Abstract Science: Apr. 11-15
Zika link confirmed, a treatment for ailing fetuses and yellow fever fears return. This week in Abstract Science.
(New York Times, 4/13/2016, Pam Belluck & Don McNeil)
Using a variety of established data sources, the U.S. Centers for Disease Control and Prevention announced this week that there was now enough evidence to show that Zika virus could cause microcephaly in children born to infected mothers. The announcement should settle months of debate about the connection between the mosquito-borne virus and a birth defect characterized by unusually small heads and brain damage. Dr. Thomas R. Frieden, the CDC director, said there is no longer any doubt that Zika causes microcephaly. "Never before in history has there been a situation where a bite from a mosquito can result in a devastating malformation," he said.
(Science, 4/14/2016, Jennifer Couzin-Frankel)
A pediatrician at the University of Cologne in Germany is preparing for the first clinical trial of a stem cell treatment for afflicted fetuses, which aims to give them a healthier start to life than he had himself. Oliver Semler, who suffers from osteogenesis imperfecta, a debilitating genetic disease in which brittle bones break easily and often, was inspired in part by his own situation to pursue this study. The trial, still being planned, is one of a handful being designed in Europe and the United States for pregnant women and their fetuses.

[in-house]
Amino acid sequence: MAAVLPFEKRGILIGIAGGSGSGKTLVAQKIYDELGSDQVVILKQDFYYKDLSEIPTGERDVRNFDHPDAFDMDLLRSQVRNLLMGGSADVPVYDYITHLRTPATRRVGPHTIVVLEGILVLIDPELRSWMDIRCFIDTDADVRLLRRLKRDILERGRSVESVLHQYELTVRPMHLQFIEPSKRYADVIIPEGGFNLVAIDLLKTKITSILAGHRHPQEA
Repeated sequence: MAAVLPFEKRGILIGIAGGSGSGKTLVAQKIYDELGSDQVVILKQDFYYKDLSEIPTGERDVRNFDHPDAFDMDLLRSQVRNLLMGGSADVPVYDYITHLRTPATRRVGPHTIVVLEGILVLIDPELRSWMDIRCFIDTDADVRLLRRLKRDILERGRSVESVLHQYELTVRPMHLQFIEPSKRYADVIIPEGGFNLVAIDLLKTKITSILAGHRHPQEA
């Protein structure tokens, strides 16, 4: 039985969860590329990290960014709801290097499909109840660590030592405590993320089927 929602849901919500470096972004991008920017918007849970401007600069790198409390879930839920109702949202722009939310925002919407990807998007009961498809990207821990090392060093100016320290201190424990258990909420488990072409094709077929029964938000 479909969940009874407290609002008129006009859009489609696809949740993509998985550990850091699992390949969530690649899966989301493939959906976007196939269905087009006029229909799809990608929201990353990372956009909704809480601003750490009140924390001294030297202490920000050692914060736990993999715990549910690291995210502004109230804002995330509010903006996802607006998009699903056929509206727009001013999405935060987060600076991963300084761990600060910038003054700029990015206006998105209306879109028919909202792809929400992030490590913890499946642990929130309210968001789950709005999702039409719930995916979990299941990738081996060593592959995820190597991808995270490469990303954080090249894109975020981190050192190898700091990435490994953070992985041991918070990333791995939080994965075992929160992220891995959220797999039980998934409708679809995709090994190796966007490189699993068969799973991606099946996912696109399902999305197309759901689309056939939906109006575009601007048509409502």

(Nature, 4/14/2016, Declan Butler)
With the memories of Ebola still fresh, and Zika spreading through congested cities in the Americas, comes another threat: the emergence of yellow fever. With the largest outbreak in three decades continuing to spread across Angola, public health experts warn that the world is ill-prepared to combat an urban epidemic, which could overwhelm vaccine supplies. Aedes aegypti—the mosquito that spreads yellow fever—had been wiped from large swathes of the globe; vaccination programmes also helped to confine the virus to the jungle. But now, as a result of the scaling-back of control efforts, Aedes mosquitoes have re-emerged in densely populated tropical and subtropical cities where many people are unvaccinated—and the Angolan situation has renewed fears that the virus might be poised to break out from the jungle.
—Compiled by Senior Scientific Writer Regina McEnery